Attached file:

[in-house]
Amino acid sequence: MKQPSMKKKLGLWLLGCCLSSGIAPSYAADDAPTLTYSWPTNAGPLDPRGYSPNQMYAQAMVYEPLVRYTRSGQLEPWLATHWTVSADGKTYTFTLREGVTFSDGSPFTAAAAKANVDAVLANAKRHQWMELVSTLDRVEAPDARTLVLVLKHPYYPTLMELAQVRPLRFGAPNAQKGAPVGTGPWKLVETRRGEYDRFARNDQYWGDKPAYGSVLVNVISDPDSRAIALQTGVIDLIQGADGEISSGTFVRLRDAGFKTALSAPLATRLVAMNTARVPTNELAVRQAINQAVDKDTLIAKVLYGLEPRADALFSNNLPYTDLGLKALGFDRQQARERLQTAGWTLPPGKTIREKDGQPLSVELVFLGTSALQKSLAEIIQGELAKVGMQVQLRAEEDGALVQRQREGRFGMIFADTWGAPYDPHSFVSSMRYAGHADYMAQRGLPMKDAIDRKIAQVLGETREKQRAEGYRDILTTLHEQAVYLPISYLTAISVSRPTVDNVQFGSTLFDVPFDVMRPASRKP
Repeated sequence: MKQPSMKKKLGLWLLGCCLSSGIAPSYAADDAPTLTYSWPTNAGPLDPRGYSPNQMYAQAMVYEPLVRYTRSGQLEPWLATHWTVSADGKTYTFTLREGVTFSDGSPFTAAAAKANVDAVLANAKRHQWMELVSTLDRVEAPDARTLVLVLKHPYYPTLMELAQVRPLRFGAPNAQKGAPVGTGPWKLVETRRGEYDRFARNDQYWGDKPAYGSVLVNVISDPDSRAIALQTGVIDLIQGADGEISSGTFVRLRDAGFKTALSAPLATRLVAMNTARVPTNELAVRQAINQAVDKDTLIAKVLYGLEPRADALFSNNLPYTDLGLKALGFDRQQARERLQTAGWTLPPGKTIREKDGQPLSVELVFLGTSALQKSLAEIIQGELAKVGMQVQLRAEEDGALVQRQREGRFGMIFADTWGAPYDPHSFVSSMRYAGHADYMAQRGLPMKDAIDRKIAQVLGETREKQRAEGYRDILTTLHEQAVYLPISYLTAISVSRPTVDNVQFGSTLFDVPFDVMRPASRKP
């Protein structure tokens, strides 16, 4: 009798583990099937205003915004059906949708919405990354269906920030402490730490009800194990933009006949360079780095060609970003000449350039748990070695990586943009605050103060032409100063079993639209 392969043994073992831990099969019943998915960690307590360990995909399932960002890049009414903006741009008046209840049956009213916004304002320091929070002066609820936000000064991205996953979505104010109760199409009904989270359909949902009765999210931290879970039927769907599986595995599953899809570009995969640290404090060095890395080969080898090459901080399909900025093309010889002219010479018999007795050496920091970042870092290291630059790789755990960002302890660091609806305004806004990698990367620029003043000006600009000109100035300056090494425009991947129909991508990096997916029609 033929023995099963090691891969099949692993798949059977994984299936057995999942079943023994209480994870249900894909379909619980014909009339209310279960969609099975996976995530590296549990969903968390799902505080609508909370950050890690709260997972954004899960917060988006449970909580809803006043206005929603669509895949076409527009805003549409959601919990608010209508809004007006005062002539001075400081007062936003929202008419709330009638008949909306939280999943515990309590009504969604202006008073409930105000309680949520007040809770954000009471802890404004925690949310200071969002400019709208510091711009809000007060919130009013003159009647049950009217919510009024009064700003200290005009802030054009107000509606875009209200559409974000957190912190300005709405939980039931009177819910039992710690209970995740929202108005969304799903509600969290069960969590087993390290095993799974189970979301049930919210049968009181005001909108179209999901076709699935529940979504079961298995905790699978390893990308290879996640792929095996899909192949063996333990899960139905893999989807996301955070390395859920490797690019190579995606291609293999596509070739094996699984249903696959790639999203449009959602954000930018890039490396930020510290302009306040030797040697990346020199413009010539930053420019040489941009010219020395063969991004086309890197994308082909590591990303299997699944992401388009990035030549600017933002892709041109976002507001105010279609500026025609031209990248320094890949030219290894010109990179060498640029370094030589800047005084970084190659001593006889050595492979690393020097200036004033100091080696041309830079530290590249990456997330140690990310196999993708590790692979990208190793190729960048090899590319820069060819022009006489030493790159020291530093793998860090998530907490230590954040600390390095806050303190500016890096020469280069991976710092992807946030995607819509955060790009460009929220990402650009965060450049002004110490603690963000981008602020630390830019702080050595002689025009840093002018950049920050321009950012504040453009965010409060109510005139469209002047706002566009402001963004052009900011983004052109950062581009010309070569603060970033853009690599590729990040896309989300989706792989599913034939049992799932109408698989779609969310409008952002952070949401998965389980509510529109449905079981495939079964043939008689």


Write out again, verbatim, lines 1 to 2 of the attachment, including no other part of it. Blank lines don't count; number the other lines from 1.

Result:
[in-house]
Amino acid sequence: MKQPSMKKKLGLWLLGCCLSSGIAPSYAADDAPTLTYSWPTNAGPLDPRGYSPNQMYAQAMVYEPLVRYTRSGQLEPWLATHWTVSADGKTYTFTLREGVTFSDGSPFTAAAAKANVDAVLANAKRHQWMELVSTLDRVEAPDARTLVLVLKHPYYPTLMELAQVRPLRFGAPNAQKGAPVGTGPWKLVETRRGEYDRFARNDQYWGDKPAYGSVLVNVISDPDSRAIALQTGVIDLIQGADGEISSGTFVRLRDAGFKTALSAPLATRLVAMNTARVPTNELAVRQAINQAVDKDTLIAKVLYGLEPRADALFSNNLPYTDLGLKALGFDRQQARERLQTAGWTLPPGKTIREKDGQPLSVELVFLGTSALQKSLAEIIQGELAKVGMQVQLRAEEDGALVQRQREGRFGMIFADTWGAPYDPHSFVSSMRYAGHADYMAQRGLPMKDAIDRKIAQVLGETREKQRAEGYRDILTTLHEQAVYLPISYLTAISVSRPTVDNVQFGSTLFDVPFDVMRPASRKP